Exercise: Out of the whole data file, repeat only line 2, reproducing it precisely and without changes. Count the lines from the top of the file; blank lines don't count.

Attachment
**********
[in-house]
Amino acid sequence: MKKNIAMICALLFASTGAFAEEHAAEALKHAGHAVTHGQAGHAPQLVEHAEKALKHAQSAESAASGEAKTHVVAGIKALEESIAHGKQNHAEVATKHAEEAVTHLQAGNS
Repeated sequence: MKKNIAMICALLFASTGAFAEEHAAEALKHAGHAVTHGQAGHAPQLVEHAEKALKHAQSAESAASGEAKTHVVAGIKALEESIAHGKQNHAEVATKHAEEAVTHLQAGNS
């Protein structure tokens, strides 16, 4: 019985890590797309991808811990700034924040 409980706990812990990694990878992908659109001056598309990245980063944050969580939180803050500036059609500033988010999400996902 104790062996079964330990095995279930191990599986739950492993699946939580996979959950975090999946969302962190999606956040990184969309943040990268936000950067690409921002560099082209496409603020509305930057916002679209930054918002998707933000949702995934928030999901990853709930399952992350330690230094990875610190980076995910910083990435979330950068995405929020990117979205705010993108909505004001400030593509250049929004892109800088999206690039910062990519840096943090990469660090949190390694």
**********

Amino acid sequence: MKKNIAMICALLFASTGAFAEEHAAEALKHAGHAVTHGQAGHAPQLVEHAEKALKHAQSAESAASGEAKTHVVAGIKALEESIAHGKQNHAEVATKHAEEAVTHLQAGNS